“And nothing makes me feel better than watching her grow now and accomplish so much. I’m a very proud mom at this moment.”

And Andrea was never prouder than last Tuesday when Wright State earned only its second NCAA Tournament bid by pushing aside Green Bay, its longtime nemesis, 55-52, in the championship game of the Horizon League Tournament in Detroit.

Tyler came up especially big with 13 rebounds, six points and two blocked shots, the last of which helped save the day.

The Raiders had a tenuous 51-49 lead with 34 seconds left, but Green Bay’s 6-foot-1 Carly Mohns had managed to receive the ball down on the block while pinning her WSU defender, 5-foot-7 guard Michal Miller, behind her.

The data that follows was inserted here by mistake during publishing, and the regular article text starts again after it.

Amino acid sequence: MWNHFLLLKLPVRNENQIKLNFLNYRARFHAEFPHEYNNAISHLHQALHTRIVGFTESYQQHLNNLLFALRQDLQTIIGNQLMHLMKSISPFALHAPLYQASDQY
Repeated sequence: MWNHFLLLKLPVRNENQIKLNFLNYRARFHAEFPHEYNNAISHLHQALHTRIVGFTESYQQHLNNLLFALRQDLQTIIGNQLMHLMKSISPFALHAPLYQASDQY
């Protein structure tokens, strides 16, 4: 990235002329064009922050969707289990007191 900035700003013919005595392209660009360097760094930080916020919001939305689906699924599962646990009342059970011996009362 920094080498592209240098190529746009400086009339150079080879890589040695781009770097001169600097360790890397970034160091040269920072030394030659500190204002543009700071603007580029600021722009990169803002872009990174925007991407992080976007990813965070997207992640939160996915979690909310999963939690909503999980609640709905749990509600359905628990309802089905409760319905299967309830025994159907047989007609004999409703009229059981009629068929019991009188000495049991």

“I was on the other block guarding the post player, but I knew that girl was gonna try to score,” Tyler said. “And I was yelling over, ‘I got you Michal! I got you!’

“The two of us trapped her and when she tried to go up, I was already there with my hands up and I was like ‘You are NOT gonna make this shot!’”

Tyler smothered the attempt, grabbed the ball and put one of the exclamation points on the WSU victory.

From California to Ohio

The biggest of the Raiders began as the smallest.

Born premature, Tyler weighed just 3 pounds, 6 ounces at birth her mom said and spent her first month in the hospital’s neonatal intensive care unit.

She began to grow at three years old and by fifth grade was the tallest in her class.